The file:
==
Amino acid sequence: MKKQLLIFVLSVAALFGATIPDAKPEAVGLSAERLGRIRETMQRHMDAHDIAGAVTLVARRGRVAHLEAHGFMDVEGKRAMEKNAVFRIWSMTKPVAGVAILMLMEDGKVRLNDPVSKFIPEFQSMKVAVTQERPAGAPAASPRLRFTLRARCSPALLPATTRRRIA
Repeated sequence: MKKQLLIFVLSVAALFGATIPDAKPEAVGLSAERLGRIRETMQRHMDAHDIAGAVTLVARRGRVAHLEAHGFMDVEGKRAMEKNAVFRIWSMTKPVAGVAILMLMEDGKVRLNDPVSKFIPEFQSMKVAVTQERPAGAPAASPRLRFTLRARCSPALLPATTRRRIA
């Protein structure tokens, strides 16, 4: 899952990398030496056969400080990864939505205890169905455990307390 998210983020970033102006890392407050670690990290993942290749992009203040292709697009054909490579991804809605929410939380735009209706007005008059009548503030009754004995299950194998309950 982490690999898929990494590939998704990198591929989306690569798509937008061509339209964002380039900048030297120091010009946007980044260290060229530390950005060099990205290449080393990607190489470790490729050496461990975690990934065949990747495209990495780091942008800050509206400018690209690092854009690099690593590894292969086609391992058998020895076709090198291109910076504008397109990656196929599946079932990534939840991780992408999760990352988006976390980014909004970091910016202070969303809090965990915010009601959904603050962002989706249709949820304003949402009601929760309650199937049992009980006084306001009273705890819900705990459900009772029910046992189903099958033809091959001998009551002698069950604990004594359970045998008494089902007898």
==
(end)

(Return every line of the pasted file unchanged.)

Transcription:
Amino acid sequence: MKKQLLIFVLSVAALFGATIPDAKPEAVGLSAERLGRIRETMQRHMDAHDIAGAVTLVARRGRVAHLEAHGFMDVEGKRAMEKNAVFRIWSMTKPVAGVAILMLMEDGKVRLNDPVSKFIPEFQSMKVAVTQERPAGAPAASPRLRFTLRARCSPALLPATTRRRIA
Repeated sequence: MKKQLLIFVLSVAALFGATIPDAKPEAVGLSAERLGRIRETMQRHMDAHDIAGAVTLVARRGRVAHLEAHGFMDVEGKRAMEKNAVFRIWSMTKPVAGVAILMLMEDGKVRLNDPVSKFIPEFQSMKVAVTQERPAGAPAASPRLRFTLRARCSPALLPATTRRRIA
């Protein structure tokens, strides 16, 4: 899952990398030496056969400080990864939505205890169905455990307390 998210983020970033102006890392407050670690990290993942290749992009203040292709697009054909490579991804809605929410939380735009209706007005008059009548503030009754004995299950194998309950 982490690999898929990494590939998704990198591929989306690569798509937008061509339209964002380039900048030297120091010009946007980044260290060229530390950005060099990205290449080393990607190489470790490729050496461990975690990934065949990747495209990495780091942008800050509206400018690209690092854009690099690593590894292969086609391992058998020895076709090198291109910076504008397109990656196929599946079932990534939840991780992408999760990352988006976390980014909004970091910016202070969303809090965990915010009601959904603050962002989706249709949820304003949402009601929760309650199937049992009980006084306001009273705890819900705990459900009772029910046992189903099958033809091959001998009551002698069950604990004594359970045998008494089902007898």